In this week’s episode, Jai and Deb answer the question: What is Parenting 3.0? We start by describing Parenting 1.0 and when and how we evolved into Parenting 2.0. Along the way, we describe both the benefits and pitfalls of each stage and then discuss how Parenting 3.0 incorporates the best of both previous stages, while adding in several new important elements.
Below are brief descriptions of each parenting stage:
Parenting 1.0: For most of human history, people have parented the way their parents and grandparents did, with culture providing the cues. We didn’t have to ask questions - we just learned from our elders and culture around us. Parents didn’t think about being “good” parents, they just parented based on tradition and instinct. The quality of our parenting was largely an accident of the family we grew up in and the culture we inherited.
Parenting 2.0: Along the way, for various cultural reasons, parents started turning to experts to learn to parent instead of following the lead of their parents and grandparents. This was the beginning of intentional and self-conscious parenting. In some cases, this evolution allowed for real advances, but over time, an endless stream of conflicting advice has led to confusion as we’ve lost touch with our natural parenting instincts. Parenting 2.0 spans the past 100 years and includes a wide range of “expert” advice.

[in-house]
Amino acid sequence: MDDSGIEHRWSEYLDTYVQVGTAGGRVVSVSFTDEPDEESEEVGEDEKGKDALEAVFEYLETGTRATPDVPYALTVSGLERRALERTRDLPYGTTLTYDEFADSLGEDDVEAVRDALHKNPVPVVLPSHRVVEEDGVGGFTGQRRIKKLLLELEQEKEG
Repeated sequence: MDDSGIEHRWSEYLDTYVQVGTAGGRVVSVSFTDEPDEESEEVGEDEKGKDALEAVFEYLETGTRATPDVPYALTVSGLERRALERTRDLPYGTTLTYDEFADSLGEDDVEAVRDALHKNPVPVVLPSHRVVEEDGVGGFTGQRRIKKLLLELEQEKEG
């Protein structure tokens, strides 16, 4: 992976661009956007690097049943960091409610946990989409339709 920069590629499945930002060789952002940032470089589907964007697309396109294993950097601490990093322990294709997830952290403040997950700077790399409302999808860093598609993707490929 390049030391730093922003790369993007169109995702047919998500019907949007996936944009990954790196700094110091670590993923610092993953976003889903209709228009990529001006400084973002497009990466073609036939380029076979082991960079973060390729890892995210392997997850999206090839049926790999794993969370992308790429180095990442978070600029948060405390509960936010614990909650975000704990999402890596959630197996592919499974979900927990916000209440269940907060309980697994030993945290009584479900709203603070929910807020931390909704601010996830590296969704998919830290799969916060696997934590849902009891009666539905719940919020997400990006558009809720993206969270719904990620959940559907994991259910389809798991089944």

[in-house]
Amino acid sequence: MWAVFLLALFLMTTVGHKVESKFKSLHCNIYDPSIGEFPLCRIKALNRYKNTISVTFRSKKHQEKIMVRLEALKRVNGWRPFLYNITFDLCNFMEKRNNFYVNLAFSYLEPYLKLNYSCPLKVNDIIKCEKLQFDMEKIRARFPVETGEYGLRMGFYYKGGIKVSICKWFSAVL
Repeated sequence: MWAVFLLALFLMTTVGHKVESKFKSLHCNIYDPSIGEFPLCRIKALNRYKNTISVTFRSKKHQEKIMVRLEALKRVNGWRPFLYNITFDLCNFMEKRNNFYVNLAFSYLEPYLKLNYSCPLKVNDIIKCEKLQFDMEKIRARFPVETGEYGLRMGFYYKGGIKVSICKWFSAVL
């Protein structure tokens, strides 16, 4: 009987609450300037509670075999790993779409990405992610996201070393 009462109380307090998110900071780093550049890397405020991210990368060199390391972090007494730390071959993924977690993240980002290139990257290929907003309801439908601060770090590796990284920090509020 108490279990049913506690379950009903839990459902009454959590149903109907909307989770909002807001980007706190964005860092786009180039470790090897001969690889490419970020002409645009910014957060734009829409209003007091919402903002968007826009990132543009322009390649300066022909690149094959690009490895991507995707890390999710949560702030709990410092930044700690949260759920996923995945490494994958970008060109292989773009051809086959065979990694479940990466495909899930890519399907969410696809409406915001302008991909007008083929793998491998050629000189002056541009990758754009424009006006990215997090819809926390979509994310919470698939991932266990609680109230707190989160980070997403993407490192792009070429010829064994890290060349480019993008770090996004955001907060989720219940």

Parenting 3.0 is about reclaiming our natural parenting instincts and integrating them with a deep understanding of child development. It brings together the wisdom of the past with the best scientific and psychological research of the present. Parenting 3.0 isn’t another fad or a quick fix. It’s a set of principles that allows us to respond dynamically and confidently to our kids and to life from an informed and empowered place. Parenting 3.0 recognizes that parenting while misaligned with human nature is a losing battle.
Music: Creative Minds and Beyond the Line courtesy of Bensound.com
The Parenting 3.0 Show is a weekly long-form discussion aimed at helping to make parenting more effective and enjoyable for parents and more beneficial for kids.